ΔT(x,y)=ΔT av +δT(x,y)=<ΔT>+δT(x,y).

In this case, the value of the deviation δT(x, y) that is averaged over the surface vanishes by definition, that is to say that <δT>=0 holds true.

Ideally, the zero crossing temperature ΔTZC=TZC−Tref related to the reference temperature Tref is constant over the substrate volume and thus over the reflective surface 31 a. A power series expansion of a surface deformation D(x, y) resulting from the location-dependent variation of the temperature distribution ΔT(x, y) depending on the temperature deviation δT(x, y) and the average value <ΔT> yields:
D(x,y)=D hom+γ(<ΔT>−ΔT ZCT(x,y)+½γδT 2(x,y),  (1)
wherein γ denotes the (constant) gradient of the coefficient of thermal expansion at the zero crossing temperature ΔTZC.

The homogeneous thermal expansion Dhom of the surface of the mirror can typically be corrected well (e.g. with the aid of manipulators), and so this is not discussed in any greater detail here. Initially it appears plausible that the optimum average temperature <ΔT> for the operation of the mirror 21 corresponds to the zero crossing temperature ΔTZC since the linear term in Equation (1) is omitted in this case.

It is subsequently shown, however, that for minimizing the wavefront aberrations of the mirror (expressed by the RMS (“root mean square”) value in the present example) it is more advantageous in specific cases if the average value <ΔT> of the temperature distribution at the mirror surface does not correspond to the zero crossing temperature ΔTZC. The RMS value (or the square thereof, also designated by RMS2) is dependent on the deformations D(x,y) at the reflective surface 31 a as follows:
RMS2=<(D−<D>)2 >=<D 2−2D<D>+<D> 2 >=<D 2>−2<D 2 >+<D> 2, i.e. RMS2 =<D 2 >−<D> 2  (2)

The RMS2 value is a measure of the deformation of the surface and corresponds to the variance of the distribution of the deformations D(x,y) at the surface, while the RMS value corresponds to the standard deviation.

Via averaging, the following arises from Equation (1):
<D>=γ(<ΔT>−ΔT ZC)<δT>+½γ<δT 2>=½γ<δT 2>, i.e. the following holds true:
<D> 2=1/4γ<δT 2>2

Taking account of the homogeneous contribution Dhom was omitted here and use was made of the fact that <δT>=0 holds true (see above).

Squaring Equation (1) and averaging yields:
<D 2>=γ2(<ΔT>−ΔT ZC))2 <δT 2>+γ2(<ΔT>−ΔT ZC))<δT 3>+¼γ2 <δT 4>

For the optimization (determination of the extreme value), the RMS value (or RMS2=<D2>−<D>2) is differentiated with respect to the zero crossing temperature ΔTZC and the result is set to be equal to zero. The following should hold true:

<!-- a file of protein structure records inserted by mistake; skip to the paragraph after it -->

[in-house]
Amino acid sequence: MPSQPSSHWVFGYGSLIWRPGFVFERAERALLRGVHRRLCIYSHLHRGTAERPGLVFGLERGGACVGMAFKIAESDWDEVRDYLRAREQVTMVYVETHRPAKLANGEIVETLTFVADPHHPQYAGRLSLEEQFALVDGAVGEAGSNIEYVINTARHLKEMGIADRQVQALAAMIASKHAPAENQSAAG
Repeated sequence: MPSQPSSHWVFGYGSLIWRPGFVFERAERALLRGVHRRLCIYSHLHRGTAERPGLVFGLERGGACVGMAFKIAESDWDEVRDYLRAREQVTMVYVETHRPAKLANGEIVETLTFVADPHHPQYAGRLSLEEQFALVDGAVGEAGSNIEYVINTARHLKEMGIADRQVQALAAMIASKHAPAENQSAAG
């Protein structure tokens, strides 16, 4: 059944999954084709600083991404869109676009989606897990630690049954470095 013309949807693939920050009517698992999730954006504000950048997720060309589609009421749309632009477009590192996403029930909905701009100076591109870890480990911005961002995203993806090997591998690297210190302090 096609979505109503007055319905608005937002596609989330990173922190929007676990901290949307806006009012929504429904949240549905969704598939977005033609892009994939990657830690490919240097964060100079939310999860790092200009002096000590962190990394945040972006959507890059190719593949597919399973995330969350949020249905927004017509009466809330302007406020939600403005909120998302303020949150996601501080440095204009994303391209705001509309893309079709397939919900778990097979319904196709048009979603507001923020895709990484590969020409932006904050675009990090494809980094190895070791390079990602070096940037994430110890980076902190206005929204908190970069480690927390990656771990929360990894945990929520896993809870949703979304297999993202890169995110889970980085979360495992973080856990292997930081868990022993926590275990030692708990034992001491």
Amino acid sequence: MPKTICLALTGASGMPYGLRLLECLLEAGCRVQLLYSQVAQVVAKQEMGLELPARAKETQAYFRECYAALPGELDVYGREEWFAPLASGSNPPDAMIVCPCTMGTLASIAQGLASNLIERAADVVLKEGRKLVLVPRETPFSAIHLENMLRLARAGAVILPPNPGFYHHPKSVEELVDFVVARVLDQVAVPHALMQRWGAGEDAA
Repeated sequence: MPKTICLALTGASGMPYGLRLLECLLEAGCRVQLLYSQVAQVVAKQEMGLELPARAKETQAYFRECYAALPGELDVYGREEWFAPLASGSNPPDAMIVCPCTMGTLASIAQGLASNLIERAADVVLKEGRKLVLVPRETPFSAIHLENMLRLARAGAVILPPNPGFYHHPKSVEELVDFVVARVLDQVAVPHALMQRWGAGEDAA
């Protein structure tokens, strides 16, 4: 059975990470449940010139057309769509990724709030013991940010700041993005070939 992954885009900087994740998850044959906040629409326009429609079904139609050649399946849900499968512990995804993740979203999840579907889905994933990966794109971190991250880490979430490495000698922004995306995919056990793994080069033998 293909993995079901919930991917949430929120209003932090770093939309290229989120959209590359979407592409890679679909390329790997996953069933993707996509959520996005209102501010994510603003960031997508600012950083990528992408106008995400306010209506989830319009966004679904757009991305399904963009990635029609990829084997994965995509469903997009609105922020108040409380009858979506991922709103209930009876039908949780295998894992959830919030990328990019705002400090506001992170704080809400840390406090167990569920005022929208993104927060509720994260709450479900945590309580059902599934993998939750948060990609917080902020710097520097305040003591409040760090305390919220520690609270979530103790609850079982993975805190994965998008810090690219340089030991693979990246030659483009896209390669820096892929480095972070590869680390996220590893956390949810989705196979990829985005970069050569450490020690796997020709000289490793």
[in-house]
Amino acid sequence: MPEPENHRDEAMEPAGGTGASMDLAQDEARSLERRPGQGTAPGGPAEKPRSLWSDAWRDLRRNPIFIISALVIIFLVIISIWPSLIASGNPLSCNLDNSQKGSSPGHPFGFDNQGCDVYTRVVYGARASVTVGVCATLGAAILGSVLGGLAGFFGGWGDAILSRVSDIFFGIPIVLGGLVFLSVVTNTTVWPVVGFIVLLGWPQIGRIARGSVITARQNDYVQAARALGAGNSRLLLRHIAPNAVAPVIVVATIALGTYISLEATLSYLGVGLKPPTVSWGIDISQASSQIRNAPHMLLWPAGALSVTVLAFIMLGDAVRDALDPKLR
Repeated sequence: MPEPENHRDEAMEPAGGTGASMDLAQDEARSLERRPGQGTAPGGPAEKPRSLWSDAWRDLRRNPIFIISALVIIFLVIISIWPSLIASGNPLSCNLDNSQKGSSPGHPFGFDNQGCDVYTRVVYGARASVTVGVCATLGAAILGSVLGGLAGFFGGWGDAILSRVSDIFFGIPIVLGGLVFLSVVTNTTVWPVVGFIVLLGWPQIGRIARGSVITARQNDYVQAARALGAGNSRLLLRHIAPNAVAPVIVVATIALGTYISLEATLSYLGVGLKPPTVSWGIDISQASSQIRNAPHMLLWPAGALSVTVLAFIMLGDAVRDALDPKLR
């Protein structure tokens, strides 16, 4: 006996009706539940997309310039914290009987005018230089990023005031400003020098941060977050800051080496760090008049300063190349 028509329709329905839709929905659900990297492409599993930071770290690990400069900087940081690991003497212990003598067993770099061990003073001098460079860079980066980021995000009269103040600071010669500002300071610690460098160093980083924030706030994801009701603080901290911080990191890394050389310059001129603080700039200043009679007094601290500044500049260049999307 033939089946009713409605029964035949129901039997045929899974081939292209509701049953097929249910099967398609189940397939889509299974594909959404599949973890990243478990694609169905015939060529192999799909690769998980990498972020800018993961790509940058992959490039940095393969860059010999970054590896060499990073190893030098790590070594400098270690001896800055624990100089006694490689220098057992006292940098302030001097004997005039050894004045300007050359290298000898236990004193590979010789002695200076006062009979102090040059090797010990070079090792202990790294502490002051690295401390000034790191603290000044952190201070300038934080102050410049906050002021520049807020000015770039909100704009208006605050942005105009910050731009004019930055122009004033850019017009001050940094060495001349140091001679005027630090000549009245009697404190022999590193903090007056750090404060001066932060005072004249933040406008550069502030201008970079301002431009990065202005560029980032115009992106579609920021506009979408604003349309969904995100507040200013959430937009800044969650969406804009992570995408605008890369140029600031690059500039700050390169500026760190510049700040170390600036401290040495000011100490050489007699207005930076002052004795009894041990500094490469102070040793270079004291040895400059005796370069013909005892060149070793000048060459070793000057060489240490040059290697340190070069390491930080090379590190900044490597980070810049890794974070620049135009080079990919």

dRMS2 /dΔT ZC=−2γ2(<ΔT>−ΔT ZC))<δT 2>−γ2 <δT 3>=0
Solving for the zero crossing temperature ΔTZC yields:
ΔT ZC =<ΔT>+½<δT 3 >/<δT 2>  (3)

The correction term ½<δT3>/<δT2> takes account of the asymmetry in the frequency distribution of the temperature values at the reflective surface 31 a. If the temperature distribution is a (for example Gaussian) distribution that is symmetrical with respect to the average value <ΔT>, the correction term vanishes since in this case <δT3>=0 holds true for reasons of symmetry.

In the case of EUV mirrors, however, the temperature distribution is generally highly asymmetrical, wherein it holds true, in particular, that |δTMIN|<|δTMax|, as is illustrated by way of example on the basis of a frequency distribution P(δT) in FIG. 4. In the case of the distribution shown in FIG. 4, <δT3> is greater than zero and the optimum zero crossing temperature ΔTZC is therefore above the average temperature <ΔT>. Such an asymmetrical form of the frequency distribution in which the optimum zero crossing temperature ΔTZC is above the average temperature <ΔT> is systematically provided when the average temperature <ΔT> or ΔTav is less than the average value ½ (ΔTmax+ΔTmin) formed from the maximum temperature ΔTmax and the minimum temperature ΔTmin, cf. FIG. 3 b.

This condition can also be expressed on the basis of the location-dependent temperature distribution ΔT(x, y) at the reflective surface 21 a, such as is illustrated in FIG. 3a , and in which a first area portion A1 (illustrated in a hatched fashion), at which the temperature ΔT(x, y) is greater than the average temperature ΔTav, has a smaller surface area than a second area portion A2, at which the temperature ΔT(x, y) is less than the average temperature ΔTav, that is to say that A1<A2 holds true.